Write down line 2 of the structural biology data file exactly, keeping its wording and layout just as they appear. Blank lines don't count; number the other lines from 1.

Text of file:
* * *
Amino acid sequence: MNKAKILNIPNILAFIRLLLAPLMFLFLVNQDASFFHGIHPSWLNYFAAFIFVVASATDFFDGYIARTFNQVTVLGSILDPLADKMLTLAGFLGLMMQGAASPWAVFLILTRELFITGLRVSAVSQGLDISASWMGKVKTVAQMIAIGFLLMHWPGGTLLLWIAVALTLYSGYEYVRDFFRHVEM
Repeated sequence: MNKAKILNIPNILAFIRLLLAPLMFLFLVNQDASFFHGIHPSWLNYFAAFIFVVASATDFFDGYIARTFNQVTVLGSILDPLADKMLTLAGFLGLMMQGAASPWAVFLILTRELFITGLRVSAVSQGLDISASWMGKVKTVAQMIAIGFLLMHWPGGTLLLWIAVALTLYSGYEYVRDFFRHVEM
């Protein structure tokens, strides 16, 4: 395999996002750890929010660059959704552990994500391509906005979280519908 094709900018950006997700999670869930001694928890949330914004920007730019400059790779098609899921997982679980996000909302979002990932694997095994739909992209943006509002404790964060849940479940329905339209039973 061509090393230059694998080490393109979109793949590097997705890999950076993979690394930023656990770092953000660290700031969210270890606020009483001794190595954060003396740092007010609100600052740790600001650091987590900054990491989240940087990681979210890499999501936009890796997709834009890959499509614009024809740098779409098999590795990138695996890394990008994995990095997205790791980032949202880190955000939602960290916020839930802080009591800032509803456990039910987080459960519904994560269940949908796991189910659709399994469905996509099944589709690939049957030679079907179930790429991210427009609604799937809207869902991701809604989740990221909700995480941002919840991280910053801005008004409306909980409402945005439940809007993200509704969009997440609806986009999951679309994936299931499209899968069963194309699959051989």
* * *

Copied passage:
Repeated sequence: MNKAKILNIPNILAFIRLLLAPLMFLFLVNQDASFFHGIHPSWLNYFAAFIFVVASATDFFDGYIARTFNQVTVLGSILDPLADKMLTLAGFLGLMMQGAASPWAVFLILTRELFITGLRVSAVSQGLDISASWMGKVKTVAQMIAIGFLLMHWPGGTLLLWIAVALTLYSGYEYVRDFFRHVEM